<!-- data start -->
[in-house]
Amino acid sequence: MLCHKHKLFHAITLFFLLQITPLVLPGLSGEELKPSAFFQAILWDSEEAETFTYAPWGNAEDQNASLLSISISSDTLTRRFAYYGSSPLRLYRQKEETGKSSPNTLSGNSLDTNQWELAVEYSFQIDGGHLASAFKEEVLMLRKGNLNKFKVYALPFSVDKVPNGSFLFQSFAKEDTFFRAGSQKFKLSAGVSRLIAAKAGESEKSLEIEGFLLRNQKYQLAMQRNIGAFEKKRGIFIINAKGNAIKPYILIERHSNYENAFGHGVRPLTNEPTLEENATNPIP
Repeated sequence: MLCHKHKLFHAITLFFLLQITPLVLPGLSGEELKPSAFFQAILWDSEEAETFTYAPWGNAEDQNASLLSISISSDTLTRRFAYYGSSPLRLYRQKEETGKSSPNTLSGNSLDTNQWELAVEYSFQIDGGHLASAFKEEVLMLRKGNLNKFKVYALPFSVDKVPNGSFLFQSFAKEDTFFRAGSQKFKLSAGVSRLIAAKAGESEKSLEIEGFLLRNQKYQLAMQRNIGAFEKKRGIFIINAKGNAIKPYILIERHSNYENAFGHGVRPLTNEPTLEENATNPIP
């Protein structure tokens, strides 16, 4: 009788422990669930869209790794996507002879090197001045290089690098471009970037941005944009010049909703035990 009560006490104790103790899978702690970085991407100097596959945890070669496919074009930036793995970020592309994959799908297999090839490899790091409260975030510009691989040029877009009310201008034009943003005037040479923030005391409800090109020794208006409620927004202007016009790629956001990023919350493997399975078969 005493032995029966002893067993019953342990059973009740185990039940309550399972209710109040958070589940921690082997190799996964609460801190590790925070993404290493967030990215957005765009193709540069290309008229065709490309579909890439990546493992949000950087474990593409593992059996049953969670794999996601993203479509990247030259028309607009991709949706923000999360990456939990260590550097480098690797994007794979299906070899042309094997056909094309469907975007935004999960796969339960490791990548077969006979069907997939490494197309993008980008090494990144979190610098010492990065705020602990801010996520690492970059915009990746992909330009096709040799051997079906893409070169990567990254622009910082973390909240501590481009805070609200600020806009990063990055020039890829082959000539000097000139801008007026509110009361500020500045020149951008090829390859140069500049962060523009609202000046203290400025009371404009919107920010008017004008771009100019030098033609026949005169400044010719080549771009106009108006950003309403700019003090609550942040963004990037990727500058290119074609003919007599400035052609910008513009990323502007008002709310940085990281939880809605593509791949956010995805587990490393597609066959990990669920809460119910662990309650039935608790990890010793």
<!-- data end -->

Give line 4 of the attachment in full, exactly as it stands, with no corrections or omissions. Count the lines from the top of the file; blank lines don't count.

């Protein structure tokens, strides 16, 4: 009788422990669930869209790794996507002879090197001045290089690098471009970037941005944009010049909703035990 009560006490104790103790899978702690970085991407100097596959945890070669496919074009930036793995970020592309994959799908297999090839490899790091409260975030510009691989040029877009009310201008034009943003005037040479923030005391409800090109020794208006409620927004202007016009790629956001990023919350493997399975078969 005493032995029966002893067993019953342990059973009740185990039940309550399972209710109040958070589940921690082997190799996964609460801190590790925070993404290493967030990215957005765009193709540069290309008229065709490309579909890439990546493992949000950087474990593409593992059996049953969670794999996601993203479509990247030259028309607009991709949706923000999360990456939990260590550097480098690797994007794979299906070899042309094997056909094309469907975007935004999960796969339960490791990548077969006979069907997939490494197309993008980008090494990144979190610098010492990065705020602990801010996520690492970059915009990746992909330009096709040799051997079906893409070169990567990254622009910082973390909240501590481009805070609200600020806009990063990055020039890829082959000539000097000139801008007026509110009361500020500045020149951008090829390859140069500049962060523009609202000046203290400025009371404009919107920010008017004008771009100019030098033609026949005169400044010719080549771009106009108006950003309403700019003090609550942040963004990037990727500058290119074609003919007599400035052609910008513009990323502007008002709310940085990281939880809605593509791949956010995805587990490393597609066959990990669920809460119910662990309650039935608790990890010793």